10:00 in the morning is an expensive time of day for many organizations. There is a spike in injury frequency in the service/hospitality, construction/natural resources and healthcare industries, according to Pinnacol Assurance. The Colorado workers’ compensation insurer released trends based on five years of its claims data in four industries. The results can help employers in the industries take positive steps toward improved workers’ comp injury prevention
Injury Frequency. While many injuries occur to newly hired workers, some industries were noteworthy for other spikes in injury frequency
- Healthcare – 3 – 4 years after the hire date
- Clerical/professional – more than 10 years after the hiring date
Also, in healthcare, 38% of injuries happen during the first year on the job, whether the worker is new to the organization OR new to the industry.
Danger Zone Times. A drop in blood sugar levels is speculated as a reason for the increase in injuries at 10 a.m. in several industries. Additional times of frequency spikes include:
- Service Hospitality: 9 p.m. saw a spike in the most expensive injuries
- Construction/natural resources: 9 – 11 a.m. and 1 – 3 p.m.
- Clerical/professional: 8 – 11 a.m., with a significant spike at 2:00
Vulnerable Body Parts. The lower back is the most commonly injured body part in both the professional/clerical and construction/natural resources fields. It’s also the most expensive location for injuries in construction/natural resources. Other commonly injured and/or expensive body parts injured include
- Service/hospitality: fingers, hands and lower back are most commonly injured. Lacerations, contusions, strains, sprains, and burns are the most expensive injuries.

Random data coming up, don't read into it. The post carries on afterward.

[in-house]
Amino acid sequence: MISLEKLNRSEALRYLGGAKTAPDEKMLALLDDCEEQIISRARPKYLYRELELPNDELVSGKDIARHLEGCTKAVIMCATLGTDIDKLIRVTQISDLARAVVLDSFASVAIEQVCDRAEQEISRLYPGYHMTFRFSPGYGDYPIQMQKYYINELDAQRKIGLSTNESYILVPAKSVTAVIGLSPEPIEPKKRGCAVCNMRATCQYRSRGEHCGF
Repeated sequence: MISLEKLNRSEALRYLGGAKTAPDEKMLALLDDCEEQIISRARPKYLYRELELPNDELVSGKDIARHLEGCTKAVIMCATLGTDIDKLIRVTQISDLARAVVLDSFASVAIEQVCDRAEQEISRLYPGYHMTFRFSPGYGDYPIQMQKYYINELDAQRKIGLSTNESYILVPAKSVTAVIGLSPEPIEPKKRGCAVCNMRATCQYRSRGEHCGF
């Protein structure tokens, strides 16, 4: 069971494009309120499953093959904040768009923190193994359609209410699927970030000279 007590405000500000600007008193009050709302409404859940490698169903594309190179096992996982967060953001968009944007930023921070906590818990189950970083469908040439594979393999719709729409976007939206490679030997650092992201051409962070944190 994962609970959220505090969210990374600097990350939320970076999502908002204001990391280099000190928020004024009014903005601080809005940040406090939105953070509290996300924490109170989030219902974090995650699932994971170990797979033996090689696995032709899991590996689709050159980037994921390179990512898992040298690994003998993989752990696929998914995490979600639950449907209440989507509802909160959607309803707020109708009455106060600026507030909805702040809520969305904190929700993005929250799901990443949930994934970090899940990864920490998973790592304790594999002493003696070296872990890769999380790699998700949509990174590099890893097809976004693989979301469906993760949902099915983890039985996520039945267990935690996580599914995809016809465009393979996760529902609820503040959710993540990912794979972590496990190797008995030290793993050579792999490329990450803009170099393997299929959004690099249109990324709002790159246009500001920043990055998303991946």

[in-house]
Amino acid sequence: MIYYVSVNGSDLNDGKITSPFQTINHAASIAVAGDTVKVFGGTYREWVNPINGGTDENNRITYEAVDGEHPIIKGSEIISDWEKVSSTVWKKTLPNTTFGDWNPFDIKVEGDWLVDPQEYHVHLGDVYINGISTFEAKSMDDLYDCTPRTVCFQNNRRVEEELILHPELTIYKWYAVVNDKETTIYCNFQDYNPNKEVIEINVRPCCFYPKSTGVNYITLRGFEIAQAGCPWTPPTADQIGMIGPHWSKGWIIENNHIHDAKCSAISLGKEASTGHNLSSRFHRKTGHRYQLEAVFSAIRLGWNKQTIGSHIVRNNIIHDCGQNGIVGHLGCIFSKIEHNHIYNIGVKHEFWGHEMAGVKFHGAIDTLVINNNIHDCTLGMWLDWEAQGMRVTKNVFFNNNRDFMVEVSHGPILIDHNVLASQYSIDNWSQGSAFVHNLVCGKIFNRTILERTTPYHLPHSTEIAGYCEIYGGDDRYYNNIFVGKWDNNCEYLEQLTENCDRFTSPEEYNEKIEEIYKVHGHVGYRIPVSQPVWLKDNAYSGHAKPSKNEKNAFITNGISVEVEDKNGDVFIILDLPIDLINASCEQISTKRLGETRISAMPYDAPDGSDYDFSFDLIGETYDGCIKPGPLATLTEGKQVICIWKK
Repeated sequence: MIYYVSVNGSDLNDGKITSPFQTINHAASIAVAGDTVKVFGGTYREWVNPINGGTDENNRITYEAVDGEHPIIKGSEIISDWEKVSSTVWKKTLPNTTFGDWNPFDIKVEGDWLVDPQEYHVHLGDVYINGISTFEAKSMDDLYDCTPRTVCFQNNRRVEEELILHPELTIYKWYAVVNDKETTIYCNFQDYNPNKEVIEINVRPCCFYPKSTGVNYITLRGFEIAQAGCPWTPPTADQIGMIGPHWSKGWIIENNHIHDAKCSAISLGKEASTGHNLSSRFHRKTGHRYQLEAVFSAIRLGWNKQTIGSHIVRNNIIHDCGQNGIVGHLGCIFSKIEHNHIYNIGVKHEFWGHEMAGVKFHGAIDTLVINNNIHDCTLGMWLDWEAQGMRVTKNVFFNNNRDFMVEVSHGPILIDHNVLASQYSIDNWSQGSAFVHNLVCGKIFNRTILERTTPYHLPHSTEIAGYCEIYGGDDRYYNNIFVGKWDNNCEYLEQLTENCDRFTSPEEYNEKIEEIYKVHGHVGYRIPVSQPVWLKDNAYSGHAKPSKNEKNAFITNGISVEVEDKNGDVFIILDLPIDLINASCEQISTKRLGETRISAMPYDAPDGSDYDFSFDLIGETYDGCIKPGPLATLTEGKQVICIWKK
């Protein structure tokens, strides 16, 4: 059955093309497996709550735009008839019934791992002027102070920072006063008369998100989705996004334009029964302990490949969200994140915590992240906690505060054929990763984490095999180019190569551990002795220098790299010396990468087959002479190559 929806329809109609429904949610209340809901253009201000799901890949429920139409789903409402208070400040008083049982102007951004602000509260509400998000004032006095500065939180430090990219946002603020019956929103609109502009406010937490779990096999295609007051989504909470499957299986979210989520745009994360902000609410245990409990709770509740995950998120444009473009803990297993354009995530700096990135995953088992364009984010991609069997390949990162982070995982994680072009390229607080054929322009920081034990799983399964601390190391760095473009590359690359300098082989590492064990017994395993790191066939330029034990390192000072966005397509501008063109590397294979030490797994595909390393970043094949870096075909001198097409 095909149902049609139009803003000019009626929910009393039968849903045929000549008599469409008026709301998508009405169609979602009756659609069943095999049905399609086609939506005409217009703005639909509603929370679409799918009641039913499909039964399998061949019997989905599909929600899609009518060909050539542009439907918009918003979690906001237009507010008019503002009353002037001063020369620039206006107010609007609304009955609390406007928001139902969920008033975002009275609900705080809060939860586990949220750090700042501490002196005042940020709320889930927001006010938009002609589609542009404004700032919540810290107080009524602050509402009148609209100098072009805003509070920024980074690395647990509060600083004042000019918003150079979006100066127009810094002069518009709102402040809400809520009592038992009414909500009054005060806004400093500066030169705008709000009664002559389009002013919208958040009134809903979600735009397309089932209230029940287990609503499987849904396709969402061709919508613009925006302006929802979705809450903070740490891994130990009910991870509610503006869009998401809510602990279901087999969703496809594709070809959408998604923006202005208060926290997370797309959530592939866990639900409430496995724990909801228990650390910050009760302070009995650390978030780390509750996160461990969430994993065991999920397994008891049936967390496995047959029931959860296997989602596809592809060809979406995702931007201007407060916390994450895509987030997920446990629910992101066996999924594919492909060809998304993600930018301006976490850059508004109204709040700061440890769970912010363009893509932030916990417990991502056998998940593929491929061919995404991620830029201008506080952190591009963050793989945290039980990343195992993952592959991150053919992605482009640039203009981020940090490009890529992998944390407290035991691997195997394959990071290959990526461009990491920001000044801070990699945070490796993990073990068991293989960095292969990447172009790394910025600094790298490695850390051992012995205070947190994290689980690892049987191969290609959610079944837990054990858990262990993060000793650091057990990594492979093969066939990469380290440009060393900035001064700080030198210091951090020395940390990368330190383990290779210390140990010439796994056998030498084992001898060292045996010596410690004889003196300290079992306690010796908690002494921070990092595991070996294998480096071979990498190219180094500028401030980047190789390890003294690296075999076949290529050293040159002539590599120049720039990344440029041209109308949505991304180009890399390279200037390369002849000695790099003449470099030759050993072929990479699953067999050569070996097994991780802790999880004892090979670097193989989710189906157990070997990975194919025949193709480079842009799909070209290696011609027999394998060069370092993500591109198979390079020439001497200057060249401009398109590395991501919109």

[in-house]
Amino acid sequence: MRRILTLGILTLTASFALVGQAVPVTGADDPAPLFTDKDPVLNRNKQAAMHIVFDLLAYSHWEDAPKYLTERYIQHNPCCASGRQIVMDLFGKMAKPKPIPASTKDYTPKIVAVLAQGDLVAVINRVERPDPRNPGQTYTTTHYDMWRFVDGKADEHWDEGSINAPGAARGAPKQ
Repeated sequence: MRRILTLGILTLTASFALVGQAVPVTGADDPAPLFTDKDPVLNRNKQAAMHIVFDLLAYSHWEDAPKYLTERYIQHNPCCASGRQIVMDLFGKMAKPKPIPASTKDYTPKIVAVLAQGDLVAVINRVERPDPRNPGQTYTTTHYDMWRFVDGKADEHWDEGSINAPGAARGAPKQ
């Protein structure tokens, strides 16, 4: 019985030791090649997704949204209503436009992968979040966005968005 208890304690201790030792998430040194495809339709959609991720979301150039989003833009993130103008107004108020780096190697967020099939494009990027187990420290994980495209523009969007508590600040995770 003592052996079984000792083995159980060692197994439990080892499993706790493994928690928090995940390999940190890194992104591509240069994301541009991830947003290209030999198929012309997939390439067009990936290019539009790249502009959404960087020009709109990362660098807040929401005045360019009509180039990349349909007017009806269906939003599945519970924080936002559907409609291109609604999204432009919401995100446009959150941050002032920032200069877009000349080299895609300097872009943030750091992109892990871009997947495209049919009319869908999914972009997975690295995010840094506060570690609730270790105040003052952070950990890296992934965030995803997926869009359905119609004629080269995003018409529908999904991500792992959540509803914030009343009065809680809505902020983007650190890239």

- Construction/natural resources: lower back, knee, foot, lower leg, and fingers are the most expensive body parts injured.
- Healthcare: lower back, shoulder, knee, wrist, and ankle are the most expensive. Strains, strikes (needlesticks) and strains (lifting/carrying) are the most frequent causes of injuries, while animals are number 8 on the list of causes, due to home health care incidents.
- Clerical/professional: lower back, knee, fingers, shoulder and wrist are the most commonly injured body parts. The most expensive injury types are contusions, strains, sprains, fractures and The most frequent causes of injures are strains from lifting, falls from ice/snow, falls on the same level, repetitive motion, and motor vehicle incidents.
Lessons and Strategies
While the reasons for the trends are not all known, employers/payers can use the data to focus their injury prevention efforts.
- Train/retrain. All four industries reported a higher frequency of injuries among newer workers. But in at least two, there were frequency spikes years after the hiring date. Employers should provide thorough training for all new hires, including temporary workers. For example, 30% of injuries occur during the first year of employment in the clerical/professional industry. The top cause of injuries are strains from lifting. Proper lifting techniques should be a mainstay of the training. Knowing there is a spike in injury frequency more than 10 years after hiring, the training should be repeated on an ongoing basis, such as annually.